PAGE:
If you’ve done any reading on the Internet about the business of sex work, chances are you’ve come across Melissa Gira Grant. She’s written about sex, politics, labor and tech everywhere from the UK’s Guardian to The Atlantic to Jezebel and Valleywag, making her one of the top intellectuals to turn to when America needs an explanation about why we’re so weird about sex.
A former “web cam girl,” Grant just published her latest book, Playing The Whore: The Work Of Sex Work, which is unlike any book about sex work or feminism that I’ve ever read. In it, she critiques law enforcement’s treatment of actual or perceived sex workers; labor issues surrounding sex work; and the tendency for governments and some outreach workers to treat all sex workers as “victims” in need of being “rescued.” However complicated you might have thought issues pertaining to sex work were before, Grant’s excellent book is extraordinarily illuminating.
Grant recently spoke to me about “whore stigma,” feminism, police, and the media’s struggle to accurately cover sex workers. Our Q&A begins after the jump: Keep reading »
“As I was watching [Beyoncé's visual album] I felt very conflicted, I felt her message felt very conflicted in the sense that on the one hand she is putting herself in a category of a feminist, but then the camera, it felt very male, such a male voyeuristic experience of her.”
Emma Watson and Rookie Mag editor Tavi Gevinson had a chat for Wonderland magazine and naturally the subject turned to Beyoncé (because every subject eventually turns to Beyoncé) and feminism. Tavi gave a much longer, well-thought-out response with her opinions about Beyoncé, sexuality and agency, but I tend to agree with how Emma Watson feels here. That is, I generally enjoy Bey’s music but I’m conflicted about her lyrics and some imagery in her videos. It seems to me that Bey sings and presents some problematic stuff in her videos, but everyone just fawns all over her anyway, for being a mega-super-famous superstar who identifies as feminist. (I am also fairly certain this viewpoint might get me fired from The Frisky, as Amelia is Beyonce’s number one fan, as in she wants to wear Bey like a skin suit. If I’m not here Monday, you know what happened.) [NYMag.com via Wonderland]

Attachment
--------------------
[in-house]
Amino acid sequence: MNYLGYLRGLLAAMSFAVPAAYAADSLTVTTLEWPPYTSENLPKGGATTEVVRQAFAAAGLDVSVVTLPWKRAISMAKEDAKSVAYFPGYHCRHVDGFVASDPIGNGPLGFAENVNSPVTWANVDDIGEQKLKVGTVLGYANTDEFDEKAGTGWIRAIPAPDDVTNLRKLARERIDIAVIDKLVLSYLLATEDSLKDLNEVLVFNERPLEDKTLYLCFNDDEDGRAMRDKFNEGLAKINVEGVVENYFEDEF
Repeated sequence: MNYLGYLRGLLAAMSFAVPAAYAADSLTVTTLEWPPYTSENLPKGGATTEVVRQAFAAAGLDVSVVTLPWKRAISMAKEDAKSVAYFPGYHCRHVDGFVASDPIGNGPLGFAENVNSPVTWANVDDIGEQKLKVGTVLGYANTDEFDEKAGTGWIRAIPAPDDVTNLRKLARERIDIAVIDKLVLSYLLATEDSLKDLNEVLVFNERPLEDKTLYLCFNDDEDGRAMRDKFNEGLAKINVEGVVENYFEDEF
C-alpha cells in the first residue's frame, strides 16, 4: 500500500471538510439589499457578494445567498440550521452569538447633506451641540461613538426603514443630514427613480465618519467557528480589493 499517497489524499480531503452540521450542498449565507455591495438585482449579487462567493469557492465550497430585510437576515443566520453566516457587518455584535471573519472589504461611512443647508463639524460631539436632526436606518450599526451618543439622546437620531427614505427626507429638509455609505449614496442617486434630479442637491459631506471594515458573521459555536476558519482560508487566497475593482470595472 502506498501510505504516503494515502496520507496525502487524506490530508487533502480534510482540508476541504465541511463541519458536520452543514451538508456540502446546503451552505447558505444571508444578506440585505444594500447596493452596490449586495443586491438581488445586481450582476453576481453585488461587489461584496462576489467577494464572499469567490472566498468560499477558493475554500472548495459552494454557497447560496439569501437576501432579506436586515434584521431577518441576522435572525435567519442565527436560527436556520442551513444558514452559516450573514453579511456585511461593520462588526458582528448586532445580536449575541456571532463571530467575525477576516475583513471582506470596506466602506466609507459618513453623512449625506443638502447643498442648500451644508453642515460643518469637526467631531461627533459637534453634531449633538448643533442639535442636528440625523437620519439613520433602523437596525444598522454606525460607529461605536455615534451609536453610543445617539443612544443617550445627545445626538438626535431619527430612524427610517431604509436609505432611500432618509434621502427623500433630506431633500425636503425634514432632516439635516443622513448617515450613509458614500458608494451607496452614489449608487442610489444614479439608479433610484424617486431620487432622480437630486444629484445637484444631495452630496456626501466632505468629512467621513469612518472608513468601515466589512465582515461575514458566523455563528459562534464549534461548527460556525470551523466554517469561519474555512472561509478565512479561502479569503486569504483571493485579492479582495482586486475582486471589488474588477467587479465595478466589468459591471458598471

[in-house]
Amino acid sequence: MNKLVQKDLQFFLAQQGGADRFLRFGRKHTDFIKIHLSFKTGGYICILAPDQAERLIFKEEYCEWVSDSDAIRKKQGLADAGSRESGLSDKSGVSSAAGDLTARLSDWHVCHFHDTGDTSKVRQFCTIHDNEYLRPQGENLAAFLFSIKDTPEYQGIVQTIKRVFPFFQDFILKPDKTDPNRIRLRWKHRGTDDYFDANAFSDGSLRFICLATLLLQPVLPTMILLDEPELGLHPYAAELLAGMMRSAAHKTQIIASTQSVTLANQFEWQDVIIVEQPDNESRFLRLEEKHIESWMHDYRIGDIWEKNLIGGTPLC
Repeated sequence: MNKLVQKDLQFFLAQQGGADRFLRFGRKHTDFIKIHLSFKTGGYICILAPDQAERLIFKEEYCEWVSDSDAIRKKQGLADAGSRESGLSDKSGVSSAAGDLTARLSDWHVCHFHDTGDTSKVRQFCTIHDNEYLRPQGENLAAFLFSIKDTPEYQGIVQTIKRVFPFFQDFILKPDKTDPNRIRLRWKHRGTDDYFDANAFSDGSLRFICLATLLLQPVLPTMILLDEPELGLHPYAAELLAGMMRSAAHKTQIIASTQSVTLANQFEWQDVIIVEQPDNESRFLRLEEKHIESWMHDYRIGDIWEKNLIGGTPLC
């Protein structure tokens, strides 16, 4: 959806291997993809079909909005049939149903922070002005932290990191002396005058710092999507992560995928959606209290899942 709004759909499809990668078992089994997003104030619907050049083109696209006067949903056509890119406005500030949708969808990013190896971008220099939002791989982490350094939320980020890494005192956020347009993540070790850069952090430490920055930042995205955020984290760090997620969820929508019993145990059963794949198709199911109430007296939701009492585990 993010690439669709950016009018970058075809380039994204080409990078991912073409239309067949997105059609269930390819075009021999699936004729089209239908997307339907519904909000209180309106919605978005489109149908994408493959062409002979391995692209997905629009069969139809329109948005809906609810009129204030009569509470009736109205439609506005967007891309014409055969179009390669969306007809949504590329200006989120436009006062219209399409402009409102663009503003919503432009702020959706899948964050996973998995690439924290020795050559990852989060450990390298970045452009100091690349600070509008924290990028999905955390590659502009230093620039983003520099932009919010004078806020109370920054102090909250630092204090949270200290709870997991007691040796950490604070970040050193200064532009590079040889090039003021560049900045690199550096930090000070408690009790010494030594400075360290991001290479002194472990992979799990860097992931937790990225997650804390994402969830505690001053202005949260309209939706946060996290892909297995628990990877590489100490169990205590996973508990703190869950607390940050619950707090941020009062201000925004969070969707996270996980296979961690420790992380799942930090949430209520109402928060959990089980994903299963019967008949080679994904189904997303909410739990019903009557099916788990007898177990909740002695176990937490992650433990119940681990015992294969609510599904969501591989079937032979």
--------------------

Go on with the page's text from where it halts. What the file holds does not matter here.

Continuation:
How awesome would it be if we could hand a kid a doll that didn’t have absurdly unrealistic proportions like Barbie does?
You may remember last year’s 3D print of a Barbie created using the average measurements of a 19-year-old girl. It made waves on the internet because, spoiler alert, the original Barbie’s shape was nothing like the average-sized doll. Artist and researcher Nickolay Lamm, the genius behind that project, got bombarded with questions about where parents could buy a doll like his creation. Lamm couldn’t point to any doll on the market with a realistic look, so he took things into his own hands. Keep reading »
Like many daydreamers, I often think about time periods other than the one I’m currently living in that I would most likely enjoy. I usually settle on the roaring ’20s (it’s easy to get caught up in how cute everyone would look with flapper dresses and bobbed hair). Then I remember, of course, what the ’20s were actually like. Women had only recently secured the right to vote, abortion was illegal, penicillin and birth control were very new, and employment opportunities were still divided into men- and women-only. (Guess who had the less attractive options?)
This little game is just a daydream. Yet it ends up always serving as a reminder that I’m fortunate to be a woman the 21st century. And that’s a reminder I’m ashamed to admit, as a feminist, that I need somewhat often. There are times when being a woman even in 2014 feels disappointing — things should be better, things should have changed more. I’m privileged as an educated white, middle-class woman that these things are as few as they are. But one of the very biggest areas that needs changing is women writing about sex. Keep reading »
If you’re like me or Emma Thompson, you’ve likely called yourself a “card-carrying feminist” since you were in diapers. But now you can call yourself an actual card-carrying feminist with this wallet-sized card that says, well, “FEMINIST.” The other side reads “This card does not entitle the holder to any special rights, privileges or benefits,” with a choice of the message “Sisterhood is powerful” or “Feminism is for everybody.” (The former phrase is the title of a book by Robin Morgan, while the latter is the title of a book by bell hooks.) The $8 card made by Jennifer Armburst for BuyOlympia is a handy talisman for bra burnings or explaining to your grandmother why you’ll be keeping your “maiden name” — and of course serves as your ticket for our man-bashing, baby-eating lesbian ceremonies. [BuyOlympia]